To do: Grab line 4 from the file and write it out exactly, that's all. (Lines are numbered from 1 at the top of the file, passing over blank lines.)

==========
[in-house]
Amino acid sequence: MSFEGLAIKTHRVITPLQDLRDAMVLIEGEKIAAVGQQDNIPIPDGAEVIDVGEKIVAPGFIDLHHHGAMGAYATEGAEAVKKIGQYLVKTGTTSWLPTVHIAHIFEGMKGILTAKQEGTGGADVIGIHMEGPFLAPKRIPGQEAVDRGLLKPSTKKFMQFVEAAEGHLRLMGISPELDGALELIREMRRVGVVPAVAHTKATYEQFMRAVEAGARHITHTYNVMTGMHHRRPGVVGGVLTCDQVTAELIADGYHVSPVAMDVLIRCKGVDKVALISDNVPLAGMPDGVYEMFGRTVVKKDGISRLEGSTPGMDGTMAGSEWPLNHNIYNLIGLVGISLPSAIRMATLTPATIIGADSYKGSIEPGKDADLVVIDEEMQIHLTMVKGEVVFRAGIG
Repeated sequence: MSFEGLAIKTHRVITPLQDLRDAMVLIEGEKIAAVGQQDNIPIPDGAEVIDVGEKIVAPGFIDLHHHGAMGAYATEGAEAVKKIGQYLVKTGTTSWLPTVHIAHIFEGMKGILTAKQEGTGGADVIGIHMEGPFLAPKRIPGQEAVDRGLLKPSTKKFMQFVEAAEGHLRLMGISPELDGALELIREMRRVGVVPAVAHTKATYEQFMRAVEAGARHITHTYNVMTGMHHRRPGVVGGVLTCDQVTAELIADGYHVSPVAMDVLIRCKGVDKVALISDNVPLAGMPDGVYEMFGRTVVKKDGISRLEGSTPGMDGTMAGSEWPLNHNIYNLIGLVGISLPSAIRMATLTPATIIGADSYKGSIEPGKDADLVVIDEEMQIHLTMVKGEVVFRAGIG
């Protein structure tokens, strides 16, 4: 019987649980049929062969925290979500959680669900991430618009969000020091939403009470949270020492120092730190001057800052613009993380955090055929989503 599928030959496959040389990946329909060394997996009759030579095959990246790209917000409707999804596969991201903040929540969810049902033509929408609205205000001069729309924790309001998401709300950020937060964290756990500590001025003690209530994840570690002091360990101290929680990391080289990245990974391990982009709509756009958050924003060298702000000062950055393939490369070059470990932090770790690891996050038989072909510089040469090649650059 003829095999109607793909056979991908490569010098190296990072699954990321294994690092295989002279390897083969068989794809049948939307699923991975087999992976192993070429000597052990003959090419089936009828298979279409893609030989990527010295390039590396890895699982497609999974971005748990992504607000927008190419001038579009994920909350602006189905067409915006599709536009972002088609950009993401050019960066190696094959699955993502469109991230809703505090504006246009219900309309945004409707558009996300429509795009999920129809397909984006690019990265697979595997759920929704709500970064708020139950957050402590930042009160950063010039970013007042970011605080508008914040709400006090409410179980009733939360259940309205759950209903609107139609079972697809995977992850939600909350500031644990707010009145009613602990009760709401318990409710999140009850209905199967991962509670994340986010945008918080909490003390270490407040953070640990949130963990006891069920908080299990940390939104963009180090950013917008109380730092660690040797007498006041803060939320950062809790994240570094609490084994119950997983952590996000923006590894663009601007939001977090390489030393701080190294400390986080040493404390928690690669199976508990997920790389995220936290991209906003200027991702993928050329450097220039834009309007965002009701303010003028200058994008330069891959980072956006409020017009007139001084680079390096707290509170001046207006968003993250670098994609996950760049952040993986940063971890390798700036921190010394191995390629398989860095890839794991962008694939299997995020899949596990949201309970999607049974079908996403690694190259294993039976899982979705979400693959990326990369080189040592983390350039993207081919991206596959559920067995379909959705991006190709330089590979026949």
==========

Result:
């Protein structure tokens, strides 16, 4: 019987649980049929062969925290979500959680669900991430618009969000020091939403009470949270020492120092730190001057800052613009993380955090055929989503 599928030959496959040389990946329909060394997996009759030579095959990246790209917000409707999804596969991201903040929540969810049902033509929408609205205000001069729309924790309001998401709300950020937060964290756990500590001025003690209530994840570690002091360990101290929680990391080289990245990974391990982009709509756009958050924003060298702000000062950055393939490369070059470990932090770790690891996050038989072909510089040469090649650059 003829095999109607793909056979991908490569010098190296990072699954990321294994690092295989002279390897083969068989794809049948939307699923991975087999992976192993070429000597052990003959090419089936009828298979279409893609030989990527010295390039590396890895699982497609999974971005748990992504607000927008190419001038579009994920909350602006189905067409915006599709536009972002088609950009993401050019960066190696094959699955993502469109991230809703505090504006246009219900309309945004409707558009996300429509795009999920129809397909984006690019990265697979595997759920929704709500970064708020139950957050402590930042009160950063010039970013007042970011605080508008914040709400006090409410179980009733939360259940309205759950209903609107139609079972697809995977992850939600909350500031644990707010009145009613602990009760709401318990409710999140009850209905199967991962509670994340986010945008918080909490003390270490407040953070640990949130963990006891069920908080299990940390939104963009180090950013917008109380730092660690040797007498006041803060939320950062809790994240570094609490084994119950997983952590996000923006590894663009601007939001977090390489030393701080190294400390986080040493404390928690690669199976508990997920790389995220936290991209906003200027991702993928050329450097220039834009309007965002009701303010003028200058994008330069891959980072956006409020017009007139001084680079390096707290509170001046207006968003993250670098994609996950760049952040993986940063971890390798700036921190010394191995390629398989860095890839794991962008694939299997995020899949596990949201309970999607049974079908996403690694190259294993039976899982979705979400693959990326990369080189040592983390350039993207081919991206596959559920067995379909959705991006190709330089590979026949």